Laura Beard

    I read it on audio. Definitely good to get overview but would need to listen again or read it to really think deeper about some of the things brought up. It helped me feel like I’m not alone in some of the things I’ve wondered about/struggled with Christianity. I liked that it highlighted that churches are doing a lot of good things, but that there are things that can “migrate.”

  8. 4 out of 5

    Julianna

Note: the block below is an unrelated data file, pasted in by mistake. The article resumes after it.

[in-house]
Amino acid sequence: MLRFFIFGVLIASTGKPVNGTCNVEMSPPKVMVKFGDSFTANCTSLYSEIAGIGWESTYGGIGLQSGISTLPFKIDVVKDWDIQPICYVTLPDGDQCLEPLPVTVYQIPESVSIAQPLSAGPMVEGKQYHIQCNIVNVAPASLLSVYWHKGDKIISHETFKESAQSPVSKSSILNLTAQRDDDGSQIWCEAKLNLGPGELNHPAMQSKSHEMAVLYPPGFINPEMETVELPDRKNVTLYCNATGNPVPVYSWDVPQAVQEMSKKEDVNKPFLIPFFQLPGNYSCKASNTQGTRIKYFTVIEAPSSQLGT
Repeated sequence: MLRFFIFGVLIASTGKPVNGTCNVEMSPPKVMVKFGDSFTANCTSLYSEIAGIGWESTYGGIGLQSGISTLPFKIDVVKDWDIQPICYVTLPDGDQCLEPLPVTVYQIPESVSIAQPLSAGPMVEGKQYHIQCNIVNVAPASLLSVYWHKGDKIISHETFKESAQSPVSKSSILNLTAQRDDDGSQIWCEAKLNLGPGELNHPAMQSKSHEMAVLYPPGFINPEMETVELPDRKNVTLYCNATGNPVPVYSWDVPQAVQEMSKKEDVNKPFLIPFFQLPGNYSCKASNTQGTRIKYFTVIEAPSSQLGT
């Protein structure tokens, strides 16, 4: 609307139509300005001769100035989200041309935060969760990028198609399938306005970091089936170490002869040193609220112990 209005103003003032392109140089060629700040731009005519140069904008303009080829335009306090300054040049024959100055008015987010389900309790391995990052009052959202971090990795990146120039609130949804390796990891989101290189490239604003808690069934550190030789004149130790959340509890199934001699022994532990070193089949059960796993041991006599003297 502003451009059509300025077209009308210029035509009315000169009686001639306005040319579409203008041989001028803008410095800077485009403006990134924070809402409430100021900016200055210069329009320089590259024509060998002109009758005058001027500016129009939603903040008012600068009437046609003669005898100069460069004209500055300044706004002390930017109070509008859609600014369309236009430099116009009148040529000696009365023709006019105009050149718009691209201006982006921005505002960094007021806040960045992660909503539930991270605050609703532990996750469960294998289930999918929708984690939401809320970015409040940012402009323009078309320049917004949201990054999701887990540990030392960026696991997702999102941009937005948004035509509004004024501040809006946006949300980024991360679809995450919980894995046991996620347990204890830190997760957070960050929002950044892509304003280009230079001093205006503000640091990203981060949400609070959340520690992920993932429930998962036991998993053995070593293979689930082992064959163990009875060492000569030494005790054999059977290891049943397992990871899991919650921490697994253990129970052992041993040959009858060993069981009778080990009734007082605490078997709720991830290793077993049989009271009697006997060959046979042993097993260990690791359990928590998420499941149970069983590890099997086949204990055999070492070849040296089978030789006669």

Reviewed for THC Reviews "4.5 stars" Brian McLaren has been on my radar since he came to my attention as an occasional contributor to the Sojourners blog. I enjoyed what he had to say in those posts, and as a result, I’ve had more than one of his books on my TBR list for a while. Our church book club chose The Great Spiritual Migration, and even though it wasn’t one of his books that I’d had on my list the longest, I was very eager to read it. I found it interesting that both Rev. McLaren and I c Reviewed for THC Reviews "4.5 stars" Brian McLaren has been on my radar since he came to my attention as an occasional contributor to the Sojourners blog. I enjoyed what he had to say in those posts, and as a result, I’ve had more than one of his books on my TBR list for a while. Our church book club chose The Great Spiritual Migration, and even though it wasn’t one of his books that I’d had on my list the longest, I was very eager to read it. I found it interesting that both Rev. McLaren and I come from similar faith backgrounds. We were both raised in a more fundamentalist atmosphere, but later in life, have gravitated toward a more progressive view of Christianity. This is why I very much appreciated the chapter of the book titled “God 5.0,” in which he explains how each individual’s view of God changes dramatically from infancy into adulthood and it’s not until we reach the 5.0 version of God that we’ve truly climbed to the pinnacle of understanding. That’s where I’m trying to go right now, although it’s sometimes a steep trek to getting there. This also ties into Rev. McLaren’s discussion of how many Christians are seeking to define themselves through lives that are more about expressing love toward others, while leaving behind rigid lists of rules and regulations. I very much enjoyed the chapter on “Learning How to Love,” in which he talks about moving away from dehumanizing and scapegoating others and into humanizing them and seeing them as our brothers and sisters in the human race. If we take this tack, we’ll always want what’s best for others and focus more on the common good, rather than just on ourselves or our own little “tribe.” If churches put half as much effort into simply loving each other in a generous and selfless way as they seem to put into trying to get people to believe a certain way (which BTW is pretty pointless IMHO, considering how may different Christian denominations there are out there), then we could really change the world for the better. The chapter titled “The Genocide Card in Your Back Pocket” was particularly eye-opening. I knew that ever since it allied itself with empire during the reign of Constantine over the Roman Empire, the Christian faith has had a long sordid history of human rights abuses. But Rev. McLaren managed to enlighten me on a few new ones I wasn’t familiar with, and let me say, it’s truly stomach-churning stuff. In light of this, I can’t help but feel that my faith has a lot for which it needs to repent and atone. And I’m not just talking about the past. Many things are still going on today, such as Christian ties to white supremacy, Christian exceptionalism, Christian alliances with politics, and more that we really need to clean house on. In order to do so, we must first give up our view of God as a violent Supreme Being and embrace a new view of God as a sacrificially loving and renewing Spirit. Lastly I very much enjoyed the chapter on “The Bible in Labor,” which seeks to explain the different ways of reading the Bible. Some subscribe to an absolute literal interpretation, while others view it as a literary work that contains artistry and has deeper meanings to glean from its pages. Rev. McLaren shows that reading of this holy text can be done in more than a simple binary way, and in fact is a two axis system. I loved the little chart he provides in which literal vs. literary are on the horizontal axis, while innocent/critical/integral are on the vertical axis. It really helped me to understand these different way of interpreting Biblical texts and served to convince me that more people need to look much deeper than the surface. In doing so, we can come to an understanding that what we might see as tensions or contradictions between certain passages are really contractions or the equivalent of a woman being in labor. Many worry that rethinking their approach to Bible-reading may call into question whether Jesus still matters, but in reality, looking at it from this perspective can make Jesus even more beautiful by disarming both our understanding of the Bible and of God. Overall, The Great Spiritual Migration is an excellent book that challenges readers to open themselves to a more generous orthodoxy, which coincidentally is the title of one of Rev. McLaren’s other books. It invites persons of faith to rethink their old – and perhaps, in some cases, outdated – views of God to take a fresh look at theology. And since so many of the faithful are beginning to look for ways to ensure a better, more peaceful future for us all, it also dares us to move away from organized religion and into organizing religion to help others through collaboration. Basically it’s time to migrate and change just as the faith has done several times down throughout history, and I, for one, am ready for that journey.